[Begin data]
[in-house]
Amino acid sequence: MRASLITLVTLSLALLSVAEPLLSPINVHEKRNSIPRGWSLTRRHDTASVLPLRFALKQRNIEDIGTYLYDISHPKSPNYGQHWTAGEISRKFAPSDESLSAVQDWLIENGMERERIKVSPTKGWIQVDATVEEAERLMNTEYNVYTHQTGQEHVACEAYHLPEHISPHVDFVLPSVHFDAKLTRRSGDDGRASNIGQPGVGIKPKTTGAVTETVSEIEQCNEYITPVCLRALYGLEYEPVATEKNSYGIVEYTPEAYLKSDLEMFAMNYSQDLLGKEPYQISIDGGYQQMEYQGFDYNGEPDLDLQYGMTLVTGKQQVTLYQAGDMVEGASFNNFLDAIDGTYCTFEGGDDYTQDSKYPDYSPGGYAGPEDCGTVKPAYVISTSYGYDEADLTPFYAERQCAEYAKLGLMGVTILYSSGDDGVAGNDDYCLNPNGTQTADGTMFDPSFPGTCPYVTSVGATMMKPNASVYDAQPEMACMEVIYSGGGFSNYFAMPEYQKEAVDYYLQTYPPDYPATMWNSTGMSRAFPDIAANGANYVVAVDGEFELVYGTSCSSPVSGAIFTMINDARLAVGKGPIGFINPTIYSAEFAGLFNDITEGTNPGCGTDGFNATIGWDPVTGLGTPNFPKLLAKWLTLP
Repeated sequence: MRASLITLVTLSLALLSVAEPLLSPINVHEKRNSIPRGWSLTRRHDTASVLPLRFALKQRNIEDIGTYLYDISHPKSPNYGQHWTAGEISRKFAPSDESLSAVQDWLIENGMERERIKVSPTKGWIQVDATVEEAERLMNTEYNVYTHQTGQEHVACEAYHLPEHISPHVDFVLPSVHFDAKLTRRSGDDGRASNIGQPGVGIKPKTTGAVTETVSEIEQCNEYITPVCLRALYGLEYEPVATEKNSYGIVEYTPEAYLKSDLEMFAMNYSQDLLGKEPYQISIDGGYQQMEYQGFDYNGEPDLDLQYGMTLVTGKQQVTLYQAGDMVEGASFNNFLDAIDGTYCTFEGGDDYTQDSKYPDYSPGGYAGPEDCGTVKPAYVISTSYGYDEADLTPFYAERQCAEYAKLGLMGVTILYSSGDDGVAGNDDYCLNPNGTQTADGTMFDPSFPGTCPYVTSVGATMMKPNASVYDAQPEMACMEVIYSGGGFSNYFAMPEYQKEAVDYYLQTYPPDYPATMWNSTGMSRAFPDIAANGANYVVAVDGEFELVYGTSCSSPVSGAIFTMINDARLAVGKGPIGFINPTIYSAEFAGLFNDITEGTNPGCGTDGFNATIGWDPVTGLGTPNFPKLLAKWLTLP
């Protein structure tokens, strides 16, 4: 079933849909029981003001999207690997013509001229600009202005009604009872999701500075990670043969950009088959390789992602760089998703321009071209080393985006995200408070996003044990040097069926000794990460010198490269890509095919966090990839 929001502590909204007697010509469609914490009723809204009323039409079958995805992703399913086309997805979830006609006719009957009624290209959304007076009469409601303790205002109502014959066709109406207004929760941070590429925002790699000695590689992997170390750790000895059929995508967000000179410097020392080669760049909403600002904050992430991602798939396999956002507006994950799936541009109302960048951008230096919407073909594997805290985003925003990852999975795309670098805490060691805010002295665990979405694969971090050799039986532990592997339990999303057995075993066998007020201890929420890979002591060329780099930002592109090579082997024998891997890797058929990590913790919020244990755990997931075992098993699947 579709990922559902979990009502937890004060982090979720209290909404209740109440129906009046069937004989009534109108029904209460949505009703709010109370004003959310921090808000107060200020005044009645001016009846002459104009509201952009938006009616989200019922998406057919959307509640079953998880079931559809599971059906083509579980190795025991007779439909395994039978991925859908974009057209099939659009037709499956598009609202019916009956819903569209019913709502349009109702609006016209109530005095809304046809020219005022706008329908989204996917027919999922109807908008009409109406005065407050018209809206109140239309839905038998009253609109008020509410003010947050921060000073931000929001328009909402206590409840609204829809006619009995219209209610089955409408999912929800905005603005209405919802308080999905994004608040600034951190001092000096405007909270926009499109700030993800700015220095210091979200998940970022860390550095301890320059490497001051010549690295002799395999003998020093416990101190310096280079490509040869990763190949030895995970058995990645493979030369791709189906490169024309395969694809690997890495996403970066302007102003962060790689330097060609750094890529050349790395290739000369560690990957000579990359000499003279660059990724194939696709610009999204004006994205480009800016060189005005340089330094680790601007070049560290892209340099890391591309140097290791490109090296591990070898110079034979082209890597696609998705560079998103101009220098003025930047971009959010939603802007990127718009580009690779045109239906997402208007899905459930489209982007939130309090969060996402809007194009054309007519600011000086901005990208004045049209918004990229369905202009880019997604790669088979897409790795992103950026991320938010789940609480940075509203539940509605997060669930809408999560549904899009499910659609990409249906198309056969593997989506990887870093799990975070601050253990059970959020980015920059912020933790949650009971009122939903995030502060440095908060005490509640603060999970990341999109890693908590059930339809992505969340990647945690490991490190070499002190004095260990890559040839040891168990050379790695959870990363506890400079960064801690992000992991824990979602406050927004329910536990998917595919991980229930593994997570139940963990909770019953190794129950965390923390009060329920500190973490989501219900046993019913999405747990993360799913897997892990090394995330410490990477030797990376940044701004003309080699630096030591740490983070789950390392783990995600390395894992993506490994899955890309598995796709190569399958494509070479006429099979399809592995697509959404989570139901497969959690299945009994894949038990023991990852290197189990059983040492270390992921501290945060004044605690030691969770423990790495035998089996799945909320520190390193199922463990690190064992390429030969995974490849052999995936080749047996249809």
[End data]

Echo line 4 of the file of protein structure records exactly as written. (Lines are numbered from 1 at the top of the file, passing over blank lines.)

């Protein structure tokens, strides 16, 4: 079933849909029981003001999207690997013509001229600009202005009604009872999701500075990670043969950009088959390789992602760089998703321009071209080393985006995200408070996003044990040097069926000794990460010198490269890509095919966090990839 929001502590909204007697010509469609914490009723809204009323039409079958995805992703399913086309997805979830006609006719009957009624290209959304007076009469409601303790205002109502014959066709109406207004929760941070590429925002790699000695590689992997170390750790000895059929995508967000000179410097020392080669760049909403600002904050992430991602798939396999956002507006994950799936541009109302960048951008230096919407073909594997805290985003925003990852999975795309670098805490060691805010002295665990979405694969971090050799039986532990592997339990999303057995075993066998007020201890929420890979002591060329780099930002592109090579082997024998891997890797058929990590913790919020244990755990997931075992098993699947 579709990922559902979990009502937890004060982090979720209290909404209740109440129906009046069937004989009534109108029904209460949505009703709010109370004003959310921090808000107060200020005044009645001016009846002459104009509201952009938006009616989200019922998406057919959307509640079953998880079931559809599971059906083509579980190795025991007779439909395994039978991925859908974009057209099939659009037709499956598009609202019916009956819903569209019913709502349009109702609006016209109530005095809304046809020219005022706008329908989204996917027919999922109807908008009409109406005065407050018209809206109140239309839905038998009253609109008020509410003010947050921060000073931000929001328009909402206590409840609204829809006619009995219209209610089955409408999912929800905005603005209405919802308080999905994004608040600034951190001092000096405007909270926009499109700030993800700015220095210091979200998940970022860390550095301890320059490497001051010549690295002799395999003998020093416990101190310096280079490509040869990763190949030895995970058995990645493979030369791709189906490169024309395969694809690997890495996403970066302007102003962060790689330097060609750094890529050349790395290739000369560690990957000579990359000499003279660059990724194939696709610009999204004006994205480009800016060189005005340089330094680790601007070049560290892209340099890391591309140097290791490109090296591990070898110079034979082209890597696609998705560079998103101009220098003025930047971009959010939603802007990127718009580009690779045109239906997402208007899905459930489209982007939130309090969060996402809007194009054309007519600011000086901005990208004045049209918004990229369905202009880019997604790669088979897409790795992103950026991320938010789940609480940075509203539940509605997060669930809408999560549904899009499910659609990409249906198309056969593997989506990887870093799990975070601050253990059970959020980015920059912020933790949650009971009122939903995030502060440095908060005490509640603060999970990341999109890693908590059930339809992505969340990647945690490991490190070499002190004095260990890559040839040891168990050379790695959870990363506890400079960064801690992000992991824990979602406050927004329910536990998917595919991980229930593994997570139940963990909770019953190794129950965390923390009060329920500190973490989501219900046993019913999405747990993360799913897997892990090394995330410490990477030797990376940044701004003309080699630096030591740490983070789950390392783990995600390395894992993506490994899955890309598995796709190569399958494509070479006429099979399809592995697509959404989570139901497969959690299945009994894949038990023991990852290197189990059983040492270390992921501290945060004044605690030691969770423990790495035998089996799945909320520190390193199922463990690190064992390429030969995974490849052999995936080749047996249809």